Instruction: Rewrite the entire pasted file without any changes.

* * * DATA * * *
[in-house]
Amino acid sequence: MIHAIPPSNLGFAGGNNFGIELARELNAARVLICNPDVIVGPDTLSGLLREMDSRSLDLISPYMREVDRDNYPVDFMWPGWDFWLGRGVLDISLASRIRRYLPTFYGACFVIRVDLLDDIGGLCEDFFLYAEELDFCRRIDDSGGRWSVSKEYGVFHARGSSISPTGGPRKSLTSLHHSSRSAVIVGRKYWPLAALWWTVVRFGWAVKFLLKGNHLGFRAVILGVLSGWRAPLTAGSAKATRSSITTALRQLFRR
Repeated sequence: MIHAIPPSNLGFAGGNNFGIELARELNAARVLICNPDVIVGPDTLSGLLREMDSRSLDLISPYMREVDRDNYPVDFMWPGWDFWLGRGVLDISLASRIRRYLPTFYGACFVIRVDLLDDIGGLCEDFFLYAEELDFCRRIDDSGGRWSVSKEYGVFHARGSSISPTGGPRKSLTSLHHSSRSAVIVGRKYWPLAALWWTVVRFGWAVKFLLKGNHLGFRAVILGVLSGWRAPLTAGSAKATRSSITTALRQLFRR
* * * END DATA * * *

[in-house]
Amino acid sequence: MIHAIPPSNLGFAGGNNFGIELARELNAARVLICNPDVIVGPDTLSGLLREMDSRSLDLISPYMREVDRDNYPVDFMWPGWDFWLGRGVLDISLASRIRRYLPTFYGACFVIRVDLLDDIGGLCEDFFLYAEELDFCRRIDDSGGRWSVSKEYGVFHARGSSISPTGGPRKSLTSLHHSSRSAVIVGRKYWPLAALWWTVVRFGWAVKFLLKGNHLGFRAVILGVLSGWRAPLTAGSAKATRSSITTALRQLFRR
Repeated sequence: MIHAIPPSNLGFAGGNNFGIELARELNAARVLICNPDVIVGPDTLSGLLREMDSRSLDLISPYMREVDRDNYPVDFMWPGWDFWLGRGVLDISLASRIRRYLPTFYGACFVIRVDLLDDIGGLCEDFFLYAEELDFCRRIDDSGGRWSVSKEYGVFHARGSSISPTGGPRKSLTSLHHSSRSAVIVGRKYWPLAALWWTVVRFGWAVKFLLKGNHLGFRAVILGVLSGWRAPLTAGSAKATRSSITTALRQLFRR